Ruby Nerite Snail (Neritina natalensis sp)

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Ruby Nerite Snail

Ruby nerite snail456.jpg
Ruby Nerite Snail

Neritina natalensis sp

19 Litres (5 US G.)

1.3-3.2cm (0.5-1.25 ")

sg

1 - 1.025

pH

7.1 - 8.5

18 -28 °C (64.4-82.4°F)

8-12 °d

1:1 M:F

Herbivore
Pellet Foods
Flake Foods
Other (See article)

5-10 years


This animal is available captive bred




Alternative names[edit]

Ruby Nerite Snail, Red Spotted Snail, Tracked Nerite Snail

Sexing[edit]

Nerites are not hermaphrodites, their are separate sexes of male and female snails. It will lay eggs in freshwater, but they won't survive since the young need brackish conditions to live.

Tank compatibility[edit]

A peaceful snail, will not bother tank inhabitants. However, should not be kept with aggressive fish that may try to eat it such as Loaches or Pufferfish.

Diet[edit]

This snail is a great algae eater. Generally will not touch plants if there is algae present and will eat most types of algae. If no algae is present the snail will have to be supplemented with blanched vegetables and algae wafers.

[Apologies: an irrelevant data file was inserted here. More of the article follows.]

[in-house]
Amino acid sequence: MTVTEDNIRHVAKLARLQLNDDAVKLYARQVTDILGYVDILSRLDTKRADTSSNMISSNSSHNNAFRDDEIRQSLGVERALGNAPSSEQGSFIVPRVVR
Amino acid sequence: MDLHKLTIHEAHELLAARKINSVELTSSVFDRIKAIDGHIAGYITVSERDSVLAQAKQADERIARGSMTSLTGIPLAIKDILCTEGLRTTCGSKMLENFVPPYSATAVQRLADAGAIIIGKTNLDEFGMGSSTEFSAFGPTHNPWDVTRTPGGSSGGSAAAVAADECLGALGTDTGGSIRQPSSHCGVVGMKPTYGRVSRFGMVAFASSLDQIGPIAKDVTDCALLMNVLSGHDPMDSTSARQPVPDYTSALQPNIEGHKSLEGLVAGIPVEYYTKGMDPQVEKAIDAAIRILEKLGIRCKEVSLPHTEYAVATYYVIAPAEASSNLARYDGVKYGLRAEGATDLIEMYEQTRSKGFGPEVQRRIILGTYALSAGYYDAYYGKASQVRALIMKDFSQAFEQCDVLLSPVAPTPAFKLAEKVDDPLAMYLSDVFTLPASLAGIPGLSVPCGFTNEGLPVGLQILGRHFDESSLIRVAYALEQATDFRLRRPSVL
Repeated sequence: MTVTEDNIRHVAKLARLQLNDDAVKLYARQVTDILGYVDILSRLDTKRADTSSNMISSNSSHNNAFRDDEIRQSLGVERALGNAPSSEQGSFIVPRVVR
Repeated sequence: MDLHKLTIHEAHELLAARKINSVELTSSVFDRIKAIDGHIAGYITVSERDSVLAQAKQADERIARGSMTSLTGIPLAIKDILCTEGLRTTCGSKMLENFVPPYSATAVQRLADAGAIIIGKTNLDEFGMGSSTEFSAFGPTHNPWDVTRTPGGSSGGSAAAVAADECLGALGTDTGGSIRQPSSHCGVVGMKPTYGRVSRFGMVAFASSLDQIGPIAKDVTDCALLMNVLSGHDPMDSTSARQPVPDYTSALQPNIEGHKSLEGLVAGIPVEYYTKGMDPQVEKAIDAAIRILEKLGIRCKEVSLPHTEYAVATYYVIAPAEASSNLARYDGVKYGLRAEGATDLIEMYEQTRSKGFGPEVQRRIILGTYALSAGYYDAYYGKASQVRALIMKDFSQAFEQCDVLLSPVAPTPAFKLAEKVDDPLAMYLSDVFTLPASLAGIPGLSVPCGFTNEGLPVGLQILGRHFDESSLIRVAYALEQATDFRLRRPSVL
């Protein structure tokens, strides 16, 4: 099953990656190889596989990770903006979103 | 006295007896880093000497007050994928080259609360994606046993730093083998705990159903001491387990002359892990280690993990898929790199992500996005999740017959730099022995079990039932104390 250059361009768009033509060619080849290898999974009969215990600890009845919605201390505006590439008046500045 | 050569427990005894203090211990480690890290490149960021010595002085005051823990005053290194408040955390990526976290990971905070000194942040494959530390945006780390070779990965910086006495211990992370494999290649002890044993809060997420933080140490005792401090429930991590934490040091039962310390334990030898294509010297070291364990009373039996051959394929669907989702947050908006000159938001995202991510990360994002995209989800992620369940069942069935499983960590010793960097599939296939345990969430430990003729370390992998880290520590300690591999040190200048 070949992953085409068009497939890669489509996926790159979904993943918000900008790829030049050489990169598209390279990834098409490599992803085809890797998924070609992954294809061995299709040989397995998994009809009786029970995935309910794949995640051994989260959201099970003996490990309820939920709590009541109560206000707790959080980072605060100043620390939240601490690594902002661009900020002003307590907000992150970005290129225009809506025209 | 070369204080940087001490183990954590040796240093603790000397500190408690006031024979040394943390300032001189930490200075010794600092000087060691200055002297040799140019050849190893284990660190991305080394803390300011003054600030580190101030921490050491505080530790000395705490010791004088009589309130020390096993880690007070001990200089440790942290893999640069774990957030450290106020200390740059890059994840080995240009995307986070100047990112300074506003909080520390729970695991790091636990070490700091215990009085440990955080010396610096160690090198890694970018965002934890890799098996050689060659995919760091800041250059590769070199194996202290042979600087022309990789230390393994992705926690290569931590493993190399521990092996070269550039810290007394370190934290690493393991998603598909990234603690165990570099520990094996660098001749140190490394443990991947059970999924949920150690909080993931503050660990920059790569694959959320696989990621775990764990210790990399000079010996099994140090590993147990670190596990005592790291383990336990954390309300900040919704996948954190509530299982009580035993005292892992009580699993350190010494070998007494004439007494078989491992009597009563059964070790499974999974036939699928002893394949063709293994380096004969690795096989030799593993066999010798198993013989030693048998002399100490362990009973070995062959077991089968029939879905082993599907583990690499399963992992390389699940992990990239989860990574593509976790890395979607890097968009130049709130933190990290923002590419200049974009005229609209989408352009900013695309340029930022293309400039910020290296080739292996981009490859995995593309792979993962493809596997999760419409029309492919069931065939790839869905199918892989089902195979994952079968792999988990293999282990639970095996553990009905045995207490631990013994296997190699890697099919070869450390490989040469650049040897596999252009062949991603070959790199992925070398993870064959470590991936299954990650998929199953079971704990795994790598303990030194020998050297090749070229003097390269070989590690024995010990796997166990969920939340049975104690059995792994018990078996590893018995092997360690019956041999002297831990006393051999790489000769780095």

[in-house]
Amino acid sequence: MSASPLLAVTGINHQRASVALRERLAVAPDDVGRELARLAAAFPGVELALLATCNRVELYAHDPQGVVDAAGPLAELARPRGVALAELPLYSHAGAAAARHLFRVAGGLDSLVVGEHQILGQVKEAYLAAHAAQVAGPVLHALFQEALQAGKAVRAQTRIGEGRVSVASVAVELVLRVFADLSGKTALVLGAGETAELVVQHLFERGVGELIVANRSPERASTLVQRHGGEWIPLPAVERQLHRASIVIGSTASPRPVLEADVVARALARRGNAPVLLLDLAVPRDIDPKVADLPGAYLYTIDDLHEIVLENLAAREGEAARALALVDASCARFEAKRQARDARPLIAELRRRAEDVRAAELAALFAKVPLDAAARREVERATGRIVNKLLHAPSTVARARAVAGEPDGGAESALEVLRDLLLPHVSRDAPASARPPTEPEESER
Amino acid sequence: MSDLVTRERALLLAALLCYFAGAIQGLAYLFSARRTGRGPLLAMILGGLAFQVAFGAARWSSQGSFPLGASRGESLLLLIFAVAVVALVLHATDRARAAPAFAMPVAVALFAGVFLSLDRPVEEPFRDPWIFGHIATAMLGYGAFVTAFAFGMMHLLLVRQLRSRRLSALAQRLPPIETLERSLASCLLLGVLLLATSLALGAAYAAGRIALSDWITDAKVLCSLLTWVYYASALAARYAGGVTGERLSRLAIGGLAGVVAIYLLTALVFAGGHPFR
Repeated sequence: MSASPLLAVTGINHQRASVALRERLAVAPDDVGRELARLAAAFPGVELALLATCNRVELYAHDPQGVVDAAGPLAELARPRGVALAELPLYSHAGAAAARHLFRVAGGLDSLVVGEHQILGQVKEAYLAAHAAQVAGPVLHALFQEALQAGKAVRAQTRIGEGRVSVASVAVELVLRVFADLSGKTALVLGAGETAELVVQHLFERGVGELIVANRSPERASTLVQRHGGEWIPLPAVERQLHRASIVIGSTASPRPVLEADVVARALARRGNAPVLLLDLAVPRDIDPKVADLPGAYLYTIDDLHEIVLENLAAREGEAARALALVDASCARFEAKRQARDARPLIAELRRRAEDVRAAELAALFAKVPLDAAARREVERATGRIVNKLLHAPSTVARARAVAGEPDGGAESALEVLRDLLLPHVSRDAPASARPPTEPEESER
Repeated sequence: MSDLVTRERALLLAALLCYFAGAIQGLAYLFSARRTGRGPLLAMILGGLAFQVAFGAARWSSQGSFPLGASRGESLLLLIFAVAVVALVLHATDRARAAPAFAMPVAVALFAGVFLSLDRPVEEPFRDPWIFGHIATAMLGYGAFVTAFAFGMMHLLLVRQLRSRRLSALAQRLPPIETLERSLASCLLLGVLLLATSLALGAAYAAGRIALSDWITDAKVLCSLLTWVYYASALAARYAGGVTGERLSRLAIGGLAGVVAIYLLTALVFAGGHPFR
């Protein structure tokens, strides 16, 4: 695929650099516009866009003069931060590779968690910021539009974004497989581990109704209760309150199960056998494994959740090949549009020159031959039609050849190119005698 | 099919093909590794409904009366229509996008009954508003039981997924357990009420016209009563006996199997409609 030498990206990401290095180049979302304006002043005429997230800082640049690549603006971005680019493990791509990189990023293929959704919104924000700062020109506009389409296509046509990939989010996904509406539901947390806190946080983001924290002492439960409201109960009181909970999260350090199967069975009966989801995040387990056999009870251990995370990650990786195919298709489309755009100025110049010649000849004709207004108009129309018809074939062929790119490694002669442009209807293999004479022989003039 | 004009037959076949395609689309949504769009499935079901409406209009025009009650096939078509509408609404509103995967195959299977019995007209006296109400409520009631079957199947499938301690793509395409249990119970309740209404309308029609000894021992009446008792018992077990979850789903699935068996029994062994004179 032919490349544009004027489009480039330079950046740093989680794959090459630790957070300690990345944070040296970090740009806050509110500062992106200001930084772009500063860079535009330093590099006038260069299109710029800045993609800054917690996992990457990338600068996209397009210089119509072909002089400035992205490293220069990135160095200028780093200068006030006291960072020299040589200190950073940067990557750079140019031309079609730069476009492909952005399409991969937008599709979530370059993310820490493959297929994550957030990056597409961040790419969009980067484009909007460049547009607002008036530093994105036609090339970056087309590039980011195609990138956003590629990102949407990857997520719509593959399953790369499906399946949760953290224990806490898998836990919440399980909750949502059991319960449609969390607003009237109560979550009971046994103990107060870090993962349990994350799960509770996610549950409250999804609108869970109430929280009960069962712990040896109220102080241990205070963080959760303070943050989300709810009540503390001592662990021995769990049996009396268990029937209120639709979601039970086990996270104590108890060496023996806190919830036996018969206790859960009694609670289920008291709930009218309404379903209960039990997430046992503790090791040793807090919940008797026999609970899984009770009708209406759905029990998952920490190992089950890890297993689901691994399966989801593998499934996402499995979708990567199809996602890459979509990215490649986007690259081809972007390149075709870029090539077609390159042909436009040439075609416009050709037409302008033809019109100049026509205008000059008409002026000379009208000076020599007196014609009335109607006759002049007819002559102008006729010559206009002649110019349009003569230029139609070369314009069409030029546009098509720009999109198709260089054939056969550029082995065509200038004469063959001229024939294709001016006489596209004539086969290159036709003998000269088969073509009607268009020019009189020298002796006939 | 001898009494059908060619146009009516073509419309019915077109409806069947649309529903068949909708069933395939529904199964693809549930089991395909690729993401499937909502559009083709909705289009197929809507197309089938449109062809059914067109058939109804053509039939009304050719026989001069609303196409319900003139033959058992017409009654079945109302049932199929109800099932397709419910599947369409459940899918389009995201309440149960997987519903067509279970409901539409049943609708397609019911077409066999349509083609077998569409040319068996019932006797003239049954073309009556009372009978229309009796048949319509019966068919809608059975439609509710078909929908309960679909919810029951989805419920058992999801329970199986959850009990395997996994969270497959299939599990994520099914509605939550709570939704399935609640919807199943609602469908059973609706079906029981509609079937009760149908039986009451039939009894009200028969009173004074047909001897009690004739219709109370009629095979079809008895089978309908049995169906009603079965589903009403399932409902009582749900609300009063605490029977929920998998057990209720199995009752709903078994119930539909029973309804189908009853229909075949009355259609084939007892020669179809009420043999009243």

Feeding regime[edit]

Will constantly graze in it's environment.

Environment Specifics[edit]

Needs a spacious well oxygenated tank with plenty of algae to eat. If put in a new tank with no algae present and not supplemented, it can starve. A tight fitting lid is a must as these snails can be escape artists.
  • must have water with a pH of greater than 7 and GH of greater than 5°d otherwise the shell will dissolve away and the snail will die.
  • The presence of copper in the water will kill it.
  • If properly acclimated to full strength saltwater, they can be home in a marine setup

Behaviour[edit]

An attractive snail that will not multiply. They may lay lots of white/yellow eggs however, but they will not hatch. The young need brackish, or saltwater conditions, due to the fact that the larvae need calcium, and minerals to build up their shell; for this reason, you will have the most success rearing them in full-strength marine, and the adults can call brackish, and marine setups home. The eggs harden and can be difficult to remove.
  • This snail is a gill breather.

Identification[edit]

A pretty rounded smooth shell with a deep golden brown colour with several bands of black dots. White skin deeply mottled with black pigment.

Pictures[edit]

External links[edit]